August 26, 2007 4:02 PM | Simon Carless
So, the Leipzig, Germany-based Games Convention trade/consumer show ends today, but something that's relatively little-reported is the Telespiele 1972-2007 mini-exhibit at the show, with an all-star collection of German journalists voting on the most important and influential games of all time.
Obviously redolent of the Digital Game Canon project, which now has a much more filled-out entry at the IGDA's Preservation SIG Wiki, incidentally, the folks at GC organizer Leipziger Messe sent over a press release for their own project which I can't easily find anywhere online, so I'm going to reprint it here.
For those who can't be bothered to scroll down/click through - the list, organized by Leipzig-based game journo Rene Meyer, includes 16 titles that the assembled voters found particularly seminal. It's implied that the four most-voted titles, in descending order, are Tetris, Pong, Doom, Pac-Man. Ah, look, and the German-language site has a full list of nominations, which is additionally interesting. Anyhow, read on for the full release...
"Two lines and a square - the first, and still best-known video game, "Pong", spawned a billion dollar industry. Books, comics, cinema films, series and audio books have all been developed from games. They inspire information technology, media, industry and medicine, as technological influence, advertising medium, educator and the basis for virtual worlds.
Now a jury sitting at the GC special exhibition "Telespiele 1972-2007", compiled by the Leipzig games journalist René Meyer, has made a selection of the games that have exerted a particular influence. The panel of over 20 games experts - collectors, journalists and publishers - has chosen its favourite from a list of 150 nominations. The most influential games in chronological order are:
1972 Pong (Dexterity/Arcade)
1978 Space Invaders (Dexterity/Arcade)
1979 Pac-Man (Dexterity/Arcade)
1980 Ultima (Role Play)
1984 Elite (Space Trading Simulation)
1985 Tetris (Dexterity/Puzzle)
1985 Super Mario Bros. (Jump'n'Run)
1986 The Legend of Zelda (Action/Adventure)
1987 Maniac Mansion (Adventure)
1989 SimCity (City Building Simulation)
1991 Civilization (Strategy)
1993 Doom (First-Person Shooter)
1996 Tomb Raider (Action/Adventure)
1999 Counter-Strike (First-Person Shooter)
2000 The Sims (Relationship Simulation)
2004 World of WarCraft (Online Role Play)
In the selection the following four titles were named most frequently:
"Tetris" (1985). The dexterity game with the coloured cubes is the brainchild of the Russian programmer Alexey Pajitnov. "Tetris" became a hit when Nintendo included it with its portable games system: it was almost as if Game Boy and Tetris were made for one another. Today there are hundreds of different versions of the game, for almost every computer system.
"Pong" (1972). The idea for this simple tennis game was developed as early as the late 60s by German-born Ralph Baer. However, it was not until the arrival of arcade machines from Atari and later the home console that it became a hit. "Pong" demonstrated that video games offer most fun when mastered together or against one another. Countless Pong clones appeared, including in the GDR.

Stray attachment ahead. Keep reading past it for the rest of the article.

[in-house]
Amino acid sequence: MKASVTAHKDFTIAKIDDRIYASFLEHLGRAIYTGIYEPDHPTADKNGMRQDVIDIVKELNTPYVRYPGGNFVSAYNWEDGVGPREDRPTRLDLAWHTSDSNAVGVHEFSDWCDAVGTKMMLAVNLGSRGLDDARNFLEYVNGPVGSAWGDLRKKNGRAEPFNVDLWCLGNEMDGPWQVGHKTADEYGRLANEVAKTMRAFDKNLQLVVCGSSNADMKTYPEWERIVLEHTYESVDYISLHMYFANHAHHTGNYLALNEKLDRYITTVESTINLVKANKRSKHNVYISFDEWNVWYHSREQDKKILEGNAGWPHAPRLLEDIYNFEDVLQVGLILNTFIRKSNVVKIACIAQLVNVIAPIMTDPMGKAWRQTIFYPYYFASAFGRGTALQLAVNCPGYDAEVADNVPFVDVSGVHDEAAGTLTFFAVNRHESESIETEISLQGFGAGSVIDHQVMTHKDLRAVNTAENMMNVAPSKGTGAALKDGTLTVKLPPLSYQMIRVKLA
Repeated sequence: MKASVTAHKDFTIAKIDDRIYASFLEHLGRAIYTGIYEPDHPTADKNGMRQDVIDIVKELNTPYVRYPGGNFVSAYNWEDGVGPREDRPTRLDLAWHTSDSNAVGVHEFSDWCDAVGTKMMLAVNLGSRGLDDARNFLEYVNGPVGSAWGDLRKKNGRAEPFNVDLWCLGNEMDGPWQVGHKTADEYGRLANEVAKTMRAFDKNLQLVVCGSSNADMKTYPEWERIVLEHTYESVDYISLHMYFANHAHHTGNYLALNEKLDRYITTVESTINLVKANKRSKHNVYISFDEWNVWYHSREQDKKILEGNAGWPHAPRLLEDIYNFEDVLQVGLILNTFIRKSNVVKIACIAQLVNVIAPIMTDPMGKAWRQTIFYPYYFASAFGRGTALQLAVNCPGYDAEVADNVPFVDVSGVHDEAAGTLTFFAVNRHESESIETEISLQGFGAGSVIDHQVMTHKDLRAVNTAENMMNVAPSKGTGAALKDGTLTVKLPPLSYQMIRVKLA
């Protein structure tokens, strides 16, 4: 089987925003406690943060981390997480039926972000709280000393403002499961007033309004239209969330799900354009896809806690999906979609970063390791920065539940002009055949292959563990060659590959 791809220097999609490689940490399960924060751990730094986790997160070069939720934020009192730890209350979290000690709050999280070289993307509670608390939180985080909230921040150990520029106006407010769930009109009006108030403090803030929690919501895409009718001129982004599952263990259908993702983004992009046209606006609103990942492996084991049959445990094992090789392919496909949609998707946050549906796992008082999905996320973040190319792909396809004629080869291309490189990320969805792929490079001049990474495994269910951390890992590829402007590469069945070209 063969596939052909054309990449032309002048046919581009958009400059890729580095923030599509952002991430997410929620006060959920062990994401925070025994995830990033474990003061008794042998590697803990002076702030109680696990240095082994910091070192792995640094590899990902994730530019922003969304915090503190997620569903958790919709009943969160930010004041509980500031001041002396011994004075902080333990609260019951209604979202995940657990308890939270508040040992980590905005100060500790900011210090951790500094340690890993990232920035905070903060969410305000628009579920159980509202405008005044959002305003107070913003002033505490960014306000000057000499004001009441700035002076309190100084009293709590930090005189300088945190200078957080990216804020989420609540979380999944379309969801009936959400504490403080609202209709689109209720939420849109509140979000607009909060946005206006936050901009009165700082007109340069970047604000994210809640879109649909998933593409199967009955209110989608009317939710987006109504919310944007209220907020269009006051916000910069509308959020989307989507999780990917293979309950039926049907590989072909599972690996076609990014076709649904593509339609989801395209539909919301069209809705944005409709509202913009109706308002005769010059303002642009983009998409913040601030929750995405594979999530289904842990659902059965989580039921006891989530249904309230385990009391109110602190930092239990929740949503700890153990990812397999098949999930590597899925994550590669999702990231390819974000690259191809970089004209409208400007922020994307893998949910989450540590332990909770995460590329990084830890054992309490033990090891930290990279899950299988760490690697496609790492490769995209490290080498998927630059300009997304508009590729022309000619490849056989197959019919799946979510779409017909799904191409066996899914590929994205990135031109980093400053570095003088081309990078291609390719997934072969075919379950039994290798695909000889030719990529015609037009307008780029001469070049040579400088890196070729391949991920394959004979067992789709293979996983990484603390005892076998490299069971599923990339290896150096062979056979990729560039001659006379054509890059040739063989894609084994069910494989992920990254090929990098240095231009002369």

"Doom" (1993). The first-person shooter promoted the idea of shareware: the first chapter was a free gift, with the aim of advertising for the following ones. "Doom" is not only a milestone in 3D technology. Its sophisticated network support means that it enjoyed particular popularity in multi-player mode, leading to the creation of LAN parties. "Doom" was played intensively on home and company networks, as well as via modem. In addition, "Doom" also heralded the breakthrough for the modding scene, with hobby designers creating thousands of additional levels.
"Pac-Man" (1979). The yellow pill-popper is redolent of one of the prime forces driving humankind: eat to survive. it was the first pop star among the video game heroes; appearing on the covers of magazines, it was also printed onto mugs, was the title of records and even had its own TV series.
The jury includes the following individuals:
Alexander Schön, private collector; André Peschke, Krawall; Andreas Kraemer, Andys Arcade; Christian Keller, Retrogames e.V.; Christian Stöcker, DER SPIEGEL; Dieter König, Classic Consoles Center; Enno Coners, CSW-Verlag / Retro; Gunnar Lott, GameStar; Harald Horchler, Skriptorium-Verlag; Heinrich Lenhardt, Buffed; Jan Fleck, Arcadeshop; Jörg Luibl, 4Players; Matthias Oborski, d-frag; Michael Spehr, F.A.Z.; Petra Fröhlich, PC Games; Robert Glashüttner, ORF; Sebastian Eichholz, Kultpower; Stephan Freundorfer, eGames; Sven Stillich, Stern; Sven Wernicke, DemoNews; Vitus Hoffmann, Gameswelt; Winnie Forster, Gameplan."